The figures show that 1 in 4 potential property investors considering investing in property to boost their retirement income don’t know how to apply for a buy-to-let mortgage to get started on their property investment journey.

The research, conducted by specialist mortgage lender Kensington, also found that 54% of people approaching retirement age would consider investing in property using buy-to-let mortgages in order to help increase their income in retirement, but many didn’t know what they needed to do or what evidence to provide in order to apply for the correct type of mortgage.

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What Does The Future Really Hold For PRS Landlords?

What Does The Future Really Hold For PRS Landlords?

Are PRS Landlords Any Better Off
After The Election?

UK private rental sector landlords may have breathed a sigh of relief after the general election results were announced last week, but is the future still rosy for the PRS?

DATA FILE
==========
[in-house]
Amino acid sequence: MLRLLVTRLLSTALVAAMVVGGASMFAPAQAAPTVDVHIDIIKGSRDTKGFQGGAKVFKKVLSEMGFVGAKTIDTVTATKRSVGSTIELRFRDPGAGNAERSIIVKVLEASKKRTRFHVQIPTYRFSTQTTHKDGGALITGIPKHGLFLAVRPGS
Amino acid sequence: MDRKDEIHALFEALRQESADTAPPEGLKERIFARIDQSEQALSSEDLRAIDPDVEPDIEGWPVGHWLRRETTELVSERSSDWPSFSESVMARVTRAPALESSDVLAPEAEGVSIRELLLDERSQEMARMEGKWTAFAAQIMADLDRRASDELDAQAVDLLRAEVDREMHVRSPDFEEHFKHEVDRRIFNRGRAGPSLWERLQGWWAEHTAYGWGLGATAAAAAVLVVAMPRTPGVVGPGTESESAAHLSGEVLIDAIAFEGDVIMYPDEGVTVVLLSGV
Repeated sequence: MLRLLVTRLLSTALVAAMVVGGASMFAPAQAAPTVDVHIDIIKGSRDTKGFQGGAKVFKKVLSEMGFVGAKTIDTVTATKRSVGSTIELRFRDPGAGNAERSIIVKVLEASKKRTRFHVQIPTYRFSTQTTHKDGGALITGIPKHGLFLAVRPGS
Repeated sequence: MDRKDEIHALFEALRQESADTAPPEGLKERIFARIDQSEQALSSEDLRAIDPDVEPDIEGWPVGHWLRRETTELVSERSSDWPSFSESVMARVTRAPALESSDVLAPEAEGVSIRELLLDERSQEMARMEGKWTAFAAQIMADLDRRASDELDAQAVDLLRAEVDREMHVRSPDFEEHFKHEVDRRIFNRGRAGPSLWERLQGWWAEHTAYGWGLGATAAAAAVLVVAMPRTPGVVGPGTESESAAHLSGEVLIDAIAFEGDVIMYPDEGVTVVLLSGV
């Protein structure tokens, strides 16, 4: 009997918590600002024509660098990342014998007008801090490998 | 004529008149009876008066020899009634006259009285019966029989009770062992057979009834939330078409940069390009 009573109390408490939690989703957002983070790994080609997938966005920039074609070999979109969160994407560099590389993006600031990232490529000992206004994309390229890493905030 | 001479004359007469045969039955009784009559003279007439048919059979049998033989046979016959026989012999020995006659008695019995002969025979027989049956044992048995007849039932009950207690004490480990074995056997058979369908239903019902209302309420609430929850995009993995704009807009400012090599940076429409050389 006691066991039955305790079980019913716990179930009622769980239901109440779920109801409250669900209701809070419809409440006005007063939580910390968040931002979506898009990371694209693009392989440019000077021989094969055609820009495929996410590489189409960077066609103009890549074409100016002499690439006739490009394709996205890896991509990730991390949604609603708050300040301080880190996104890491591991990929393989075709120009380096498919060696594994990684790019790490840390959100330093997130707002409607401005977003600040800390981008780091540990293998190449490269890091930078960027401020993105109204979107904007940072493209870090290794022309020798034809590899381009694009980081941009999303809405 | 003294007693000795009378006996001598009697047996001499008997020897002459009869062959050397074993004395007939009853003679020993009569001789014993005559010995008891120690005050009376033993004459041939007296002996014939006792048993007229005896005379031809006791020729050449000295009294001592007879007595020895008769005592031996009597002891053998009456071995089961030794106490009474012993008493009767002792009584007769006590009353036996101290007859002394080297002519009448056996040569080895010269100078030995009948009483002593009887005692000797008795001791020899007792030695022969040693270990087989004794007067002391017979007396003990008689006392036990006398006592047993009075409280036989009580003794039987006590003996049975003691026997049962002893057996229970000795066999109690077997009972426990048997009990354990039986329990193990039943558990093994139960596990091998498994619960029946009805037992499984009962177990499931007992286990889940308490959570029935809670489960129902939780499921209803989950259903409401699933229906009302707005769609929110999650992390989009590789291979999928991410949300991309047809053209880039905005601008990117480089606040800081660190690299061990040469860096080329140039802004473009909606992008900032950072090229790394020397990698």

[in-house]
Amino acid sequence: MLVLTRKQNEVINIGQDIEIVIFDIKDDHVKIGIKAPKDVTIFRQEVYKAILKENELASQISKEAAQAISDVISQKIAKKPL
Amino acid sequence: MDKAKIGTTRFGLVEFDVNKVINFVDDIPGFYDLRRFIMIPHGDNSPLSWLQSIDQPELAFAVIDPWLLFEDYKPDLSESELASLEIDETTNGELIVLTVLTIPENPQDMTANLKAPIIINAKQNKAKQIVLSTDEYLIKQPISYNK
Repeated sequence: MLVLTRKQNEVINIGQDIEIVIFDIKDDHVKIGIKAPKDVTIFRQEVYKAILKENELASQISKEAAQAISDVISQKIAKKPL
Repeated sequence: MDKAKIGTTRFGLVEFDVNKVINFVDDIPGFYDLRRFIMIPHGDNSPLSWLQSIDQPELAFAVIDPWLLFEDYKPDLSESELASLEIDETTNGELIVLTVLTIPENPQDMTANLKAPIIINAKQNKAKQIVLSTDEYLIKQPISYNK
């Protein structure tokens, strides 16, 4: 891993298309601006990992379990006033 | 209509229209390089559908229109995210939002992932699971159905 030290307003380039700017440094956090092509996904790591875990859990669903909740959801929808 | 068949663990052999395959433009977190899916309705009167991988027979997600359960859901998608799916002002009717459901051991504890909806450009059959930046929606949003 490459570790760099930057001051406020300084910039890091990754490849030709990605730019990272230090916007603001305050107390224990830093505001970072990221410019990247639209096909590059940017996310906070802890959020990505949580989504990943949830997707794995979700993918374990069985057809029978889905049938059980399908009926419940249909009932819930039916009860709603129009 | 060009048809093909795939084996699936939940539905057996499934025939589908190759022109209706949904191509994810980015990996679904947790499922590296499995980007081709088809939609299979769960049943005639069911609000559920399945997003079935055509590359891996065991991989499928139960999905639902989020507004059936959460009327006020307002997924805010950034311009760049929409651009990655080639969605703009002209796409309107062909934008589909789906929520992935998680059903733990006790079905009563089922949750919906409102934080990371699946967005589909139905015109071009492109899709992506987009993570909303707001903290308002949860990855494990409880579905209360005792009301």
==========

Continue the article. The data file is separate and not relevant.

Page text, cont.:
Conservatives Vowed To Leave PRS Landlords AloneThe Conservatives may have been voted into Government by a small majority over the other political rivals, but will all the election promises be kept or is it more likely that we will see additional legislation concerning rent caps, longer tenancies and changes to tenant’s rights being introduced via other means?

The way I see it, the future under a Conservative Government will be no different from the experiences of the last 5 years.
The main targets will still be PRS landlord’s and letting agents and the victims will always be the tenants.